Monday, February 25, 2013

Cornell Tech Campus Plans Well Ahead of Schedule

By 2017, Cornell's New York tech campus on Roosevelt Island may have as much as 800,000 square feet of space built. That is more than twice as much as is required by the school's agreement with the city, according to campus planners. In its bid to create the new tech campus, Cornell agreed to build a minimum of 300,000 square feet by 2017, but the current plans well surpass that. Plans for phase one of construction is moving well ahead of schedule and calls for four buildings.

Current plans call for construction of four buildings: an academic building; an executive education center with a hotel; a so-called corporate co-location building; and a residential building for students, faculty and staff.

At a recent presentation hosted by Cornell, the university's real estate consultant Karen Backus said the corporate co-location building would be about 150,000 square feet.

Two thirds of it will be rented out to tech businesses in an effort to foster close relationships between those firms and the school.

"In a typical campus there are real boundaries between business and academia," Ms. Backus said, adding that Cornell hopes to do away with those boundaries.

Cornell is in the process of selecting a developer for the three non-academic buildings, and is considering using a master developer, Ms. Backus said. The academic building will be developed separately.

Meanwhile, the school is prepared to lessen any danger of flooding. Even before Superstorm Sandy, the team planning the Cornell-Technion campus on Roosevelt Island had planned to create higher ground on which to build. The school had planned to put all of the buildings at least 19 feet above sea level after studying the 100-year flood plain Mr. Whang said. After the storm, Cornell re-thought the positioning of equipment and decided to move it up from the basement level.

In addition to flooding dangers and all the other considerations the school is juggling, planners are also concerned about aesthetics. That is especially important, given that the campus will be clearly visible from both sides of the East River.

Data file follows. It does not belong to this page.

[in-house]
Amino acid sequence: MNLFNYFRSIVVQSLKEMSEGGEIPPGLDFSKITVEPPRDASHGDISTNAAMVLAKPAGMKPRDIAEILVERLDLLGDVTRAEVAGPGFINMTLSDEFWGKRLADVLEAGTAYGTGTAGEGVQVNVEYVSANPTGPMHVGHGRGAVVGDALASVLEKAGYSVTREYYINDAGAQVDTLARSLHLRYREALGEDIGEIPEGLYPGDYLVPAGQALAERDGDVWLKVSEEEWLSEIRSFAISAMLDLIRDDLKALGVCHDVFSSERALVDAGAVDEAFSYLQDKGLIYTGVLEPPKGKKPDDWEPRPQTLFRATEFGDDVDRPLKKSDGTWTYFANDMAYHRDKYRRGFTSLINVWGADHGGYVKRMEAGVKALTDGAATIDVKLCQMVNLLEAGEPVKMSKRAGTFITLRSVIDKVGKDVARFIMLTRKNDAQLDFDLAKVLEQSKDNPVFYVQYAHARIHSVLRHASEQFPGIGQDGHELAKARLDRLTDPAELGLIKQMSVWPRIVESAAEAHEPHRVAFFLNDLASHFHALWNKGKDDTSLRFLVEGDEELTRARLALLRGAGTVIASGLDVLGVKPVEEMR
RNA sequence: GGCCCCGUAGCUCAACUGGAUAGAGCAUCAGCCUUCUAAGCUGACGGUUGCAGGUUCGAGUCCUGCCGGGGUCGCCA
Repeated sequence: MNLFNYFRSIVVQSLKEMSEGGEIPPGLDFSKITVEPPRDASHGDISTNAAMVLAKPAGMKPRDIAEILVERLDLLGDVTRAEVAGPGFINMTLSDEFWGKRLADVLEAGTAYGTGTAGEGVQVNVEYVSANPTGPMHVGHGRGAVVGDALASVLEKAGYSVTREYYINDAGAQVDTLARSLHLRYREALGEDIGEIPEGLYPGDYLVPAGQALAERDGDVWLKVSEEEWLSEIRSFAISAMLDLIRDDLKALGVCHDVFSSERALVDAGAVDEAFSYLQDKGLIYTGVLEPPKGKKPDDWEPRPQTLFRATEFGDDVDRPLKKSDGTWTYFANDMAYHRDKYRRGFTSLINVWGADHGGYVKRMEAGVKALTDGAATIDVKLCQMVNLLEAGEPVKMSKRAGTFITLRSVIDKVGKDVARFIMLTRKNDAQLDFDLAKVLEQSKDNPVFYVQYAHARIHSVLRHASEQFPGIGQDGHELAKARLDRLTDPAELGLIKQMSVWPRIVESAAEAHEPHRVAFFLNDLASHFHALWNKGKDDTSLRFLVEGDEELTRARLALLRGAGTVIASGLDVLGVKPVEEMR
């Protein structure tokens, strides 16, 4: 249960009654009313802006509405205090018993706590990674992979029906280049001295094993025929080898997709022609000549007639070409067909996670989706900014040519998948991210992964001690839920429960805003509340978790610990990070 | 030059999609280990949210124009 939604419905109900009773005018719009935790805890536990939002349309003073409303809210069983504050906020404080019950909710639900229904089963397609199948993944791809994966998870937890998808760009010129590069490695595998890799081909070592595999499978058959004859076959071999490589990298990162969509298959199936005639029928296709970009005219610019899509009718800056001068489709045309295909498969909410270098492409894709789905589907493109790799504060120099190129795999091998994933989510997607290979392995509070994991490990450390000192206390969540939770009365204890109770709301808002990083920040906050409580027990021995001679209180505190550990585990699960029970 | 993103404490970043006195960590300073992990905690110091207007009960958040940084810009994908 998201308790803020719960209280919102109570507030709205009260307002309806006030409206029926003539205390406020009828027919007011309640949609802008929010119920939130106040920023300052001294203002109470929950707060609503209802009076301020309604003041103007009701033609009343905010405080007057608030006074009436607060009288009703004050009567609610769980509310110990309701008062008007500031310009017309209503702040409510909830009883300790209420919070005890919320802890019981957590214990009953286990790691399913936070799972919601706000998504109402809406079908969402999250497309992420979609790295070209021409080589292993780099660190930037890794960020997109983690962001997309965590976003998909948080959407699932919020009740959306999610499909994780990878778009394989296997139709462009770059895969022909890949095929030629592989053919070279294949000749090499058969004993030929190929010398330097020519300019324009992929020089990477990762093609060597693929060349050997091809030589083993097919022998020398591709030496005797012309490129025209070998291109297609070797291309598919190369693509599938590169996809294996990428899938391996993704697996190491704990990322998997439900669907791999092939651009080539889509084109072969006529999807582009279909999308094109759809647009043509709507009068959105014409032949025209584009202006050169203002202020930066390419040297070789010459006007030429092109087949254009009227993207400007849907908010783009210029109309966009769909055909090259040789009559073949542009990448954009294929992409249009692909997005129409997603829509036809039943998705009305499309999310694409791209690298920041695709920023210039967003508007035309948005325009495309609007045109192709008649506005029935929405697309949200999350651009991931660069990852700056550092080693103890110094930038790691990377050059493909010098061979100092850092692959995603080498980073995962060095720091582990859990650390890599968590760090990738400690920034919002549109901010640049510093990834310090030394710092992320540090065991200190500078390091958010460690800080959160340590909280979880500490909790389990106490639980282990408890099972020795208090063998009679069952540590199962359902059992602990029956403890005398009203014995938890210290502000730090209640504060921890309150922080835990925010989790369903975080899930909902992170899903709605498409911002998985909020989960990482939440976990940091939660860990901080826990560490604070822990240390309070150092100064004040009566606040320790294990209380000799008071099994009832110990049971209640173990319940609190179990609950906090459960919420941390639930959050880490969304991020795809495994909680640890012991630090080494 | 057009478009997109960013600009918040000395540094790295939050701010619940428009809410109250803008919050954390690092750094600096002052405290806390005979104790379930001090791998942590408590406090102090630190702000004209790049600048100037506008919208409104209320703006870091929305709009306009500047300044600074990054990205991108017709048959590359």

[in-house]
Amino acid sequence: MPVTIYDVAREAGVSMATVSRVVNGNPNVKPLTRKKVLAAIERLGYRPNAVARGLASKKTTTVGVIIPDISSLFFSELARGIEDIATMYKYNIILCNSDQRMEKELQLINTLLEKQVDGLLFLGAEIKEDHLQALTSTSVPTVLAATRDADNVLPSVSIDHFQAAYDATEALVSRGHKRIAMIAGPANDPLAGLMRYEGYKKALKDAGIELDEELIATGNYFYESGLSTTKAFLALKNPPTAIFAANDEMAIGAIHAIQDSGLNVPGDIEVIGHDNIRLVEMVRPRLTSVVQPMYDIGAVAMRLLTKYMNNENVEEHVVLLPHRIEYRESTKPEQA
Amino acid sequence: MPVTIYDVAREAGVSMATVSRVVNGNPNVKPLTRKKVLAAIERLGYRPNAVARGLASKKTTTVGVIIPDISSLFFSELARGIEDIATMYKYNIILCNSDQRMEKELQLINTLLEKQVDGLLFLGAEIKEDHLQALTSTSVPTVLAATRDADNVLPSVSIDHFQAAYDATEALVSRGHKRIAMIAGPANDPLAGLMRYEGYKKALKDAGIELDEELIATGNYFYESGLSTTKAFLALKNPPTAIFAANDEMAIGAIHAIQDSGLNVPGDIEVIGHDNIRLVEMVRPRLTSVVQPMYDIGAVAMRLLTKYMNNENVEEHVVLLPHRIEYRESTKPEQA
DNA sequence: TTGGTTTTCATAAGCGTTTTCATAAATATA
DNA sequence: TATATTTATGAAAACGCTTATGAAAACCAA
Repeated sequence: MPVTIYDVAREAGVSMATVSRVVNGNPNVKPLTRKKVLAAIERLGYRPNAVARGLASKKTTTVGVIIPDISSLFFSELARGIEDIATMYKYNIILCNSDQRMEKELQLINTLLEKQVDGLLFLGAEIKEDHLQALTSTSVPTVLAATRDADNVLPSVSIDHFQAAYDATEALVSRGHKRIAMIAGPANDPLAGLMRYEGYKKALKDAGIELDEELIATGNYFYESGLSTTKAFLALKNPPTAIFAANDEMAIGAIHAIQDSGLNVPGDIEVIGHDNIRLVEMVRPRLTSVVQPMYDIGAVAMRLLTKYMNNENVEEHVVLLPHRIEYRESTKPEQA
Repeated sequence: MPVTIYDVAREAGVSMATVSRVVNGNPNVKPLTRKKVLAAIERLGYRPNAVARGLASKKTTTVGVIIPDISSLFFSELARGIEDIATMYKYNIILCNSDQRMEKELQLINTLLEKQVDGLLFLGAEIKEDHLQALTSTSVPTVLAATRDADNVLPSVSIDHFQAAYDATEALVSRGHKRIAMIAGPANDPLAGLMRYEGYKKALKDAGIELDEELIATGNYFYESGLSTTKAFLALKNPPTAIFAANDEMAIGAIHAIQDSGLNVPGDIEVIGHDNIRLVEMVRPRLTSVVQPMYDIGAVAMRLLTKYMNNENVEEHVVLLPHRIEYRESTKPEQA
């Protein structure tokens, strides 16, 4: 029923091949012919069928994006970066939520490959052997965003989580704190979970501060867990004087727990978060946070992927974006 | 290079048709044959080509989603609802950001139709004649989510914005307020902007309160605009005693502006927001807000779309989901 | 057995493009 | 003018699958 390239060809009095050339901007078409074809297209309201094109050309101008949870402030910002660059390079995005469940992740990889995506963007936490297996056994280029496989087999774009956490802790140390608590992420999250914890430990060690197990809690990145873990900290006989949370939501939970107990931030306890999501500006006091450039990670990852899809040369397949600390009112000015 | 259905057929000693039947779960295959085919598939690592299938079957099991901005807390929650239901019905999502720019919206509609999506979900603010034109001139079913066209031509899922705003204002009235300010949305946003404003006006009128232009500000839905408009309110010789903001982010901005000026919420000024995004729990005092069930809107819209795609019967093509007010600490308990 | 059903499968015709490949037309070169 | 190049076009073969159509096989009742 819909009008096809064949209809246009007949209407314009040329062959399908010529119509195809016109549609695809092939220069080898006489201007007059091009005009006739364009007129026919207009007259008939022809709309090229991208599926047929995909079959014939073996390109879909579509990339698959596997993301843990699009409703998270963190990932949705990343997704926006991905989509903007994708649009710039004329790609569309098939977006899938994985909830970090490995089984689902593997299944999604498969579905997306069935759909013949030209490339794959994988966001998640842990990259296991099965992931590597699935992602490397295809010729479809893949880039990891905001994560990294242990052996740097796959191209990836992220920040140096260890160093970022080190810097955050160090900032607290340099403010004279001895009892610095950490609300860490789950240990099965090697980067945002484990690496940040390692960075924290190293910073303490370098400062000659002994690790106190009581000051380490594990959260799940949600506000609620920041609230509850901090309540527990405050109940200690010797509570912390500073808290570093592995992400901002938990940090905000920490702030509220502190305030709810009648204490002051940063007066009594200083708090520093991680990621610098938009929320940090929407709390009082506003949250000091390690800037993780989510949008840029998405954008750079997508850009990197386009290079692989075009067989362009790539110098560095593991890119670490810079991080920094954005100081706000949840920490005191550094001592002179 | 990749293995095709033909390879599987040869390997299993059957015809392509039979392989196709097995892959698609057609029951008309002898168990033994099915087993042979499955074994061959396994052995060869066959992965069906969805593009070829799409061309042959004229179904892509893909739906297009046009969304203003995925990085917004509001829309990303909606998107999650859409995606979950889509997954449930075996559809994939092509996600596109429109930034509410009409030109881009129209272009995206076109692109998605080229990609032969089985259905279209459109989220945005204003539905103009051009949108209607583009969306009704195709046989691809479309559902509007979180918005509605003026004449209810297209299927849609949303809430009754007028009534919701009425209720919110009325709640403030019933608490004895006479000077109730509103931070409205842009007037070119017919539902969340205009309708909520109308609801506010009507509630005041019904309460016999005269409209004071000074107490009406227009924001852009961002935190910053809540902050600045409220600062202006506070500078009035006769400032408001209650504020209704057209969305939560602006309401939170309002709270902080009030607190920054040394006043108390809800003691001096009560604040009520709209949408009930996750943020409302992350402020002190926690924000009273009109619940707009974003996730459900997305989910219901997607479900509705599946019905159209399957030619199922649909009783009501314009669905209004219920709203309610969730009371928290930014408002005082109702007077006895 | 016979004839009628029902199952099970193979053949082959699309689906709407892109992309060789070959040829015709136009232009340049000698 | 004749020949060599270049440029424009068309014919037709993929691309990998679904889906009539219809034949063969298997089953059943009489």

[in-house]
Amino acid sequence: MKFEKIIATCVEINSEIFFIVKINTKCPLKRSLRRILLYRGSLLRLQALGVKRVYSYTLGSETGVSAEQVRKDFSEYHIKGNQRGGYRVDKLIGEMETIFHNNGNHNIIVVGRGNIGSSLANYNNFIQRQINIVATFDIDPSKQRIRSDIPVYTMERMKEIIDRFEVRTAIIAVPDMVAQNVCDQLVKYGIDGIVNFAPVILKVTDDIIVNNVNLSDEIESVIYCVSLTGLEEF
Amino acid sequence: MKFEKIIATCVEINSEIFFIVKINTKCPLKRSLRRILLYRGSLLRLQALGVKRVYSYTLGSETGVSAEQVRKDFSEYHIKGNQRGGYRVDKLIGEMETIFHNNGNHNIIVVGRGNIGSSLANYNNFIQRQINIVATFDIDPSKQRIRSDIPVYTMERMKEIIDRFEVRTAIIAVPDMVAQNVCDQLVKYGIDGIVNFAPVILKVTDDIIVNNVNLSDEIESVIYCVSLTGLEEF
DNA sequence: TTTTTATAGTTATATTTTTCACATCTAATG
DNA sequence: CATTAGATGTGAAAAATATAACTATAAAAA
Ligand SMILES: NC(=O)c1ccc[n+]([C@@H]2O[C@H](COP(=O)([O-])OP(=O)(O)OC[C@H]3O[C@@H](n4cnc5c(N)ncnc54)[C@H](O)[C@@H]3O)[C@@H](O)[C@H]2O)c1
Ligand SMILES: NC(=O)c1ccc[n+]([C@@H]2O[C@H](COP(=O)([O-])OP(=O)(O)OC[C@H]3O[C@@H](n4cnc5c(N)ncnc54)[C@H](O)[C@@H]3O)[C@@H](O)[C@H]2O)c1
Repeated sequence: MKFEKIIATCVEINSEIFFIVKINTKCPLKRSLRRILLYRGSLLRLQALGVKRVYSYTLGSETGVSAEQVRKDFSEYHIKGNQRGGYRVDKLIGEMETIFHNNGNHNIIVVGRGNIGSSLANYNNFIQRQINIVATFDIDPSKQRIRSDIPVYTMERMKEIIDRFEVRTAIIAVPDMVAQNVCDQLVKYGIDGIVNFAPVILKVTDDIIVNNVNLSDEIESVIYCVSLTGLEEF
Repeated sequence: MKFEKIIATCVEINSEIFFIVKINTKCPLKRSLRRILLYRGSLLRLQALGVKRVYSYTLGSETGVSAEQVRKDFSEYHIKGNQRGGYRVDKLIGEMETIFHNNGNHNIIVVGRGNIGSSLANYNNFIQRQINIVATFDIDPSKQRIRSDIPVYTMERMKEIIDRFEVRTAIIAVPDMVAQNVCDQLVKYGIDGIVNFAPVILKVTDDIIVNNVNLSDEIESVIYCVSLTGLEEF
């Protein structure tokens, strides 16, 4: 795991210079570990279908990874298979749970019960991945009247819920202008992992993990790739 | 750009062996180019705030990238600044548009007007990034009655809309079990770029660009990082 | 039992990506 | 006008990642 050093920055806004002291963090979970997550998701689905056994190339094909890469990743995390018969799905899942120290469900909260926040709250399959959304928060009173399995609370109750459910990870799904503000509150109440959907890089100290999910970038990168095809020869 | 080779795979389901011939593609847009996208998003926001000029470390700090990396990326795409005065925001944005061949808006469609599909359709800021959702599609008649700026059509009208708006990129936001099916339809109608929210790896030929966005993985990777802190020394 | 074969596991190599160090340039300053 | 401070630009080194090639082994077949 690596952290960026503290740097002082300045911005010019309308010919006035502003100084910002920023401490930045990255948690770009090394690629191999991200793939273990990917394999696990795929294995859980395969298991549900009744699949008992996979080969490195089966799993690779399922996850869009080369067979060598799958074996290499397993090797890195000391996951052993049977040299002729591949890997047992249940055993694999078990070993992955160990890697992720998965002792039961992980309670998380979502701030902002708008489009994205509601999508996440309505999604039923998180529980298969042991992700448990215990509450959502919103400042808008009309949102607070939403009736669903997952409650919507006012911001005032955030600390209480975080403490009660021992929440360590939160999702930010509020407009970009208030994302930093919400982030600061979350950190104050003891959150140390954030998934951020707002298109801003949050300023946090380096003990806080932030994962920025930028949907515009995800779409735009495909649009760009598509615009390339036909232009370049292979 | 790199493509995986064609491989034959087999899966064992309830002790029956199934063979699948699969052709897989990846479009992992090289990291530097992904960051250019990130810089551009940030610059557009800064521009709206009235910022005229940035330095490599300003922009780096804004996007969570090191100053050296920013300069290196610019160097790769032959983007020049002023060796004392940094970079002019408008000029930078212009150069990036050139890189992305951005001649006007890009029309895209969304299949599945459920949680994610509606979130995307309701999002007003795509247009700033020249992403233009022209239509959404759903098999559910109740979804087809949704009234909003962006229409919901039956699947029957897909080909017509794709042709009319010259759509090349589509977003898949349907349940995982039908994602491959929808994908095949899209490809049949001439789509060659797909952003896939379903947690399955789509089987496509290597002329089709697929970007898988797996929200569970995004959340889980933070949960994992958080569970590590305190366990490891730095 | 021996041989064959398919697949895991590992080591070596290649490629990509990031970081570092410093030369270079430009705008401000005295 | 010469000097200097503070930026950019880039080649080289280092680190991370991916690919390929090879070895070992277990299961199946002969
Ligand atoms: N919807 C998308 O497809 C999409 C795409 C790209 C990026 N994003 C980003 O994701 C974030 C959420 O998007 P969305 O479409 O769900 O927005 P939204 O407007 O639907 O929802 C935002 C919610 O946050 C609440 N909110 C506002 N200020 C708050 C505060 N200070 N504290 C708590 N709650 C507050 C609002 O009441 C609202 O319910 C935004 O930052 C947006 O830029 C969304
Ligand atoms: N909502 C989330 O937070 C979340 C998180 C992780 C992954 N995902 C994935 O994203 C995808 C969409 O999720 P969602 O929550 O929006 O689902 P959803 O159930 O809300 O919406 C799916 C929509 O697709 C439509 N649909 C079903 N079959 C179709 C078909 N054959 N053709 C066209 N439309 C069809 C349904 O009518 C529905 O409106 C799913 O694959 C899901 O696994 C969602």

Campus Design Unveiled

The Cornell NYC Tech campus, which currently resides on the third floor of Google’s Chelsea headquarters, begins its march to a permanent home next week, with the start of the city's land use review.

The school has ambitious plans - and has not been shy about making that known.

At a briefing held at 111 Eighth Avenue, the university presented sketches designed by star architect Thom Mayne of Morphosis Architects. Aside from meeting the school's requirements for a flexible interior space, the structures aim to use no more energy than it produces.

If it succeeds, the four-story, 150,000-square-foot main building would be the first academic building anywhere to do so, thanks to solar panels atop the structure and geo-thermal wells underneath it. The futuristic-looking building will be part of the first phase of construction, is scheduled for completion in time for the campus' opening in the summer of 2017.

Introducing the plans, Dan Huttenlocher, dean of Cornell NYC Tech, described the institution as a new kind of applied sciences school. Other graduate research schools, including Cornell and its academic partner in the new venture, the Technion-Israel Institute of Technology, have all come out of the industrial age. The Roosevelt Island campus will be born of the digital era.

"It's the first graduate research institution where somebody's trying to design it from the ground up in the information age," Mr. Huttenlocher said. In this new age, research and practical applications happen simultaneously, in contrast to the old model in which research came first and practical uses followed.

The overall campus design aims to act out those ambitions.

A "tech walk" thoroughfare will run down the center of the campus, creating a north-south pedestrian spine, onto which all the buildings will open, according to architect Colin Koop, from Skidmore Owings & Merrill, which designed the master plan.

Across the tech walk from the academic building will be a co-location building, to be built in partnership with a private developer, where companies and nonprofits will lease space for proprietary research.

Scott Lee, a senior architect at Morphosis, described the academic building as designed for "interdisciplinary" use, with "walkable" open spaces that will encourage interaction between groups. There will be only six classrooms, with a lot of flexible space for teaching and research.

Once the project gets through the seven-month approval process, Cornell will begin demolition of the Goldwater Hospital that now stands on the site in early 2014, said Andrew Winters, director of capital projects and planning for Cornell NYC Tech.

The first class at Cornell NYC Tech will commence in January 2014.

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